Mr. Barros was appointed when his predecessor, Richard F. Smith, left the company after the breach.
Equifax said it was facing more than 240 lawsuits seeking class action status, as well as investigations from a plethora of regulatory and law enforcement agencies. All 50 state attorneys general have demanded information, Equifax said, as have the Federal Trade Commission, the Consumer Financial Protection Bureau, the Securities and Exchange Commission and regulators in Britain and Canada.
Officials from the S.E.C. and the United States attorney’s office in Atlanta, where Equifax has its headquarters, have begun investigating stock sales by several Equifax executives in the days after the breach was detected by the company, but before it was publicly revealed — an announcement that sent Equifax shares plunging. Equifax said last week that its internal investigation of the trades had turned up no evidence of wrongdoing.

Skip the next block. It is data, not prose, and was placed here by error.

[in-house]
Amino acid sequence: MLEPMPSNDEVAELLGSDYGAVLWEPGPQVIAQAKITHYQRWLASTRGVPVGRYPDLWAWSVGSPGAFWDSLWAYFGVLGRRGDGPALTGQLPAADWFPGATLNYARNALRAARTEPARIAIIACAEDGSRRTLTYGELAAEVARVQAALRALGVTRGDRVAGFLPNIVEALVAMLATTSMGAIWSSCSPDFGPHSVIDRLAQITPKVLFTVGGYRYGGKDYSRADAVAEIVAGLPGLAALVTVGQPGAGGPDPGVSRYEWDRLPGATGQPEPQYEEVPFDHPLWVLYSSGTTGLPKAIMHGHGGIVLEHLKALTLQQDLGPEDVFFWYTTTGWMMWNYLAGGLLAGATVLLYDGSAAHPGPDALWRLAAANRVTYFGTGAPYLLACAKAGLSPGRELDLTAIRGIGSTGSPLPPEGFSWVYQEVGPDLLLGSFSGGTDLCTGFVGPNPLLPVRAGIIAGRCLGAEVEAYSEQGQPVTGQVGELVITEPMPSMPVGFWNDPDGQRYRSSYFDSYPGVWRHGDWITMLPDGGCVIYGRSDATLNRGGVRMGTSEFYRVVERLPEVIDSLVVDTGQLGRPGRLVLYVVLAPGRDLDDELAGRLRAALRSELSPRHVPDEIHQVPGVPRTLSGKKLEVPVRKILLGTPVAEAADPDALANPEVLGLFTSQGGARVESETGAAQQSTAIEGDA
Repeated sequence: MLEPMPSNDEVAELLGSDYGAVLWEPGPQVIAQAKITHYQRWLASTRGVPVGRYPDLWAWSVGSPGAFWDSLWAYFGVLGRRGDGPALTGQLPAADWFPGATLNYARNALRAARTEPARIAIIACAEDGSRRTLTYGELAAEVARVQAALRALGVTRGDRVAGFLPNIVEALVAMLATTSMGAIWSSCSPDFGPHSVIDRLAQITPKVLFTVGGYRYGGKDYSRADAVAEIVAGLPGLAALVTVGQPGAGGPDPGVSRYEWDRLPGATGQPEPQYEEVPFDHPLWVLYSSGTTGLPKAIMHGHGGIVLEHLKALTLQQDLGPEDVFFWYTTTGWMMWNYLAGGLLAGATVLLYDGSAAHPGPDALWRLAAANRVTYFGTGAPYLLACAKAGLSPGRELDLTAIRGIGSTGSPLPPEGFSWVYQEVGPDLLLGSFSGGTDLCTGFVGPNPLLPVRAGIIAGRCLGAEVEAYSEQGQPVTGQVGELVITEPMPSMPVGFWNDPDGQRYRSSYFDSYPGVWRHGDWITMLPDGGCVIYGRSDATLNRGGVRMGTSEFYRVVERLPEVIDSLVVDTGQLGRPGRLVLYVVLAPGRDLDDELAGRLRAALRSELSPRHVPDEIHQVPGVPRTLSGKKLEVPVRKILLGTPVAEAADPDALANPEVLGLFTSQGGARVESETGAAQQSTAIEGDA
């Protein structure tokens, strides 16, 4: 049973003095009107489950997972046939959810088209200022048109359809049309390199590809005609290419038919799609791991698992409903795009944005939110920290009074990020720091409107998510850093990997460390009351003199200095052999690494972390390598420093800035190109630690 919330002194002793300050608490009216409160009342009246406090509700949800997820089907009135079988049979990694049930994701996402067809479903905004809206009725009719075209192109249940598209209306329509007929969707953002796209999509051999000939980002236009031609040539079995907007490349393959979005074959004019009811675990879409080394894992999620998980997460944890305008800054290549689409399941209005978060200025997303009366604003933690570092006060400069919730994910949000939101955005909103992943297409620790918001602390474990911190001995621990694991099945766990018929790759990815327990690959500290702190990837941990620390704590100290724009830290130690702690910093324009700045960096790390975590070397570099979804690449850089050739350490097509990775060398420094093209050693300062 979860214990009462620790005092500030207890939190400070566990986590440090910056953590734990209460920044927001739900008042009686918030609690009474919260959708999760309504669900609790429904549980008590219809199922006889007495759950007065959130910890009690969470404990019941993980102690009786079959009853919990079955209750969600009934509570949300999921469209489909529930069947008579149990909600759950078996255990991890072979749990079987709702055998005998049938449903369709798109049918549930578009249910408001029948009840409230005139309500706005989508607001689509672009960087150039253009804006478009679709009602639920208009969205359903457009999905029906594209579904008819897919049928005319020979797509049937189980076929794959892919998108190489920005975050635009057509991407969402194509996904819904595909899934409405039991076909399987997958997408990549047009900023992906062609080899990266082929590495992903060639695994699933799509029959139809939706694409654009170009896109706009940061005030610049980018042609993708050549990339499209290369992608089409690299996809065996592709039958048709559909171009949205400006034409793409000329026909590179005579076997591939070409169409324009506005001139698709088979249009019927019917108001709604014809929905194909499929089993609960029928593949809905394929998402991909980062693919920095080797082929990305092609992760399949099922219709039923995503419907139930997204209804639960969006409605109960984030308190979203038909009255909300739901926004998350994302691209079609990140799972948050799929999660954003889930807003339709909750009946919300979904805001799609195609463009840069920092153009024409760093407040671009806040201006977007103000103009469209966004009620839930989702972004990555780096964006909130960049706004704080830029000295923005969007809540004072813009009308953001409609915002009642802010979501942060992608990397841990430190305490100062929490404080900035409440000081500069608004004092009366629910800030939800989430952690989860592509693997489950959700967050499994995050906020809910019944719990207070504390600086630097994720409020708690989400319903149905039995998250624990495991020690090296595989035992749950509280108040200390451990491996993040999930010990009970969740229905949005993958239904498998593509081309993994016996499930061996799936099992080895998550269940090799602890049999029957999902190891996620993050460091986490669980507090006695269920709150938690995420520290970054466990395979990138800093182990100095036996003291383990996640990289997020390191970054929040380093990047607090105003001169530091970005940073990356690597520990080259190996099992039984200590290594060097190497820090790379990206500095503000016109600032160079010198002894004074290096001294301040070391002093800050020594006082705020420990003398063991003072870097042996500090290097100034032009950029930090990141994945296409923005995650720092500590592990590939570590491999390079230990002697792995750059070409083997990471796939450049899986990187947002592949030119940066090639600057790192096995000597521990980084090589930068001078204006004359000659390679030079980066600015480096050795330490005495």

Equifax said it could not estimate the future expenses of dealing with the breach’s fallout, but they are expected to be “significant.”
The company’s business of selling products and services directly to consumers will take the biggest hit, Equifax said, because it has stopped advertising for new business and is offering free credit monitoring for all American consumers.
But one of Equifax’s fastest-growing businesses — selling employment and payroll data that it has collected on millions of American workers — seemed to have emerged relatively unscathed. Revenue for that unit rose 9 percent in the latest quarter, to $186.4 million.
Equifax said it was still conducting an internal review of the security breach. The examination has already uncovered “two significant deficiencies” in the company’s technology systems that are being remediated, the company said.